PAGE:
Monday, March 2, 2015

The USA And Shinzo Abe: From Ostrich Policy To Complicity?

Undersecretary of State Windy Sherman caused an uproar in Korea because of the way she presented East Asia tensions in a speech at the Carnegie Endowment for International Peace last Friday (see full transcript*). 





I'd like to add my two cents on the issue but first, know that in spite of her name, Sherman is not much of a panzer on foreign issues, and that typically, she was blamed by hawks for advocating diplomacy towards Kim Jong-il at the turn of the millennium. She also seems to be very much aware of the mine-fieldness of East Asian issues, that 'there are disagreements about the content of history books and even the names given to various bodies of water'. She even started with remarks on how, 'in addition to humility, it’s also necessary to approach Asia with an appreciation of the past', a past that 'affects the temperatures of relations between countries and helps determine how every gesture is interpreted'. This should mean that every word she read had been carefully weighed before.

The part of Windy Sherman's speech that most infuriated Koreans was: "Of course, nationalist feelings can still be exploited, and it’s not hard for a political leader anywhere to earn cheap applause by vilifying a former enemy. But such provocations produce paralysis, not progress."
 
I fully agree with the core message against nationalism, but as far as 'provocations' in East Asia are concerned, the first 'political leaders' that come to mind are Kim Jong-un, Shinzo Abe and his Nippon Kaigi friends, and here, China and South Korea appear as the main culprits (even if it could theoretically be any of the nations listed right before - "There can be no question that the world would be safer, richer, and more stable if the United States, Japan, China, and South Korea were consistently pulling in the same direction, and that’s definitely what the majority of the people in the region want").

Korean medias didn't distinguish Chinese/Korean nationalists from Chinese/Koreans and missed the core message. But they got something right: Sherman seems to have sided with Japan.

For instance, the sentence "The Koreans and Chinese have quarreled with Tokyo over so-called comfort women from World War II" not only poses victims as aggressors, but suggests that the issue, which only became a public one in the early 1990s, has long been settled.

By saying "Japan as a nation is working to reconcile modern demands with hard-won lessons from the past", she not only supports collective self defense, but gives an A+ in History to Revisionist In Chief Shinzo Abe. Again, I understand that the US is willing to share military costs in Asia with Japan, but as I wrote in the Asia Pacific Bulletin, "the United States must reassure Asia that it will not condone Japanese historical revisionism, nor will it support an expanded Japanese military without providing wider safeguards to the region".

The Undersecretary of State also completely bought into Abe's imposture around the tragic murders of Haruna Yukawa and Kenji Goto by Daesh. Apparently oblivious of the fact that the PM had been accused of shamelessly promoting his militarist agenda by instrumentalizing the crisis and undermining efforts to save the hostages, she concluded that "the horror of the executions was deeply felt, and the threat to Japanese citizens worldwide has fed an internal discussion that has been ongoing about the appropriate role of the country’s self-defense force".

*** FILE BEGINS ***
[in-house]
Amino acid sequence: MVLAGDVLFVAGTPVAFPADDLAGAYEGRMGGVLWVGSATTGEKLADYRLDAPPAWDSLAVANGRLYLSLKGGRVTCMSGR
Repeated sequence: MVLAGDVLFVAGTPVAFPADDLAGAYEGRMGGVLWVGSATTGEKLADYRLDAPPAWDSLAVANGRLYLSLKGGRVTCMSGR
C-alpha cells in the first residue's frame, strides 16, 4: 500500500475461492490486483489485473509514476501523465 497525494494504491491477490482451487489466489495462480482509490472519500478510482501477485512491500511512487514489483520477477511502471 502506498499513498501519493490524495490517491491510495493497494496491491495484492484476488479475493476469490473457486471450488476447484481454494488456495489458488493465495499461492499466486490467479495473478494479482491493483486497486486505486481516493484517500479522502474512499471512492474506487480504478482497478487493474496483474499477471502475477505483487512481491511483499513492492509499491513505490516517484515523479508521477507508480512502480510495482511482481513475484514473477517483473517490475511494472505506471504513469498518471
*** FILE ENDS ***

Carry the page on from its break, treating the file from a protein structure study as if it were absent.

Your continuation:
In no instance does Wendy Sherman counterbalance any of Abe's controversial positions. Which explains why the US' usual 'ostrich policy' regarding this outspoken neofascist revisionist seemed to have drifted all the way to 'pure complicity'.

At one stage, I had the short-lived hope that she could redeem herself when she said "we don’t have to look far for a cautionary tale of a country that has allowed itself to be trapped by its own history"..., but she was referring to North Korea.


*

So I'll repeat the 3 parts of my latest focus "Comfort Women': No Resolution Without Resoluteness. From Everyone, Please."
1) more than ever, justice must win, not nationalism 2) undeterred by an evasive US, Shinzo Abe's pushing his revisionist agenda harder than ever 3) South Korea at long last forced to give up its own inaction

And I'll repeat my tiple call:
- to the US government: stop dodging the 'Comfort Women' issue, don't let Abe get his collective self defense without a clear rejection of Imperial Japan crimes (and please prevent an outrageous Abe Statement on August 15, 2015)
- to the South Korean government: stop feeding Abe and Nippon Kaigi by fueling nationalist feelings, show the world the right example by facing your own past.
- to both: this is not about standing against Japan but about standing for post-war, pacifist Japan against Imperial Japan

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* Wendy R. Sherman, Under Secretary for Political Affairs - Carnegie Endowment for International Peace, Washington, DC - February 27, 2015 (see full transcript, which of course also covers China, North Korea, the TPP,...)

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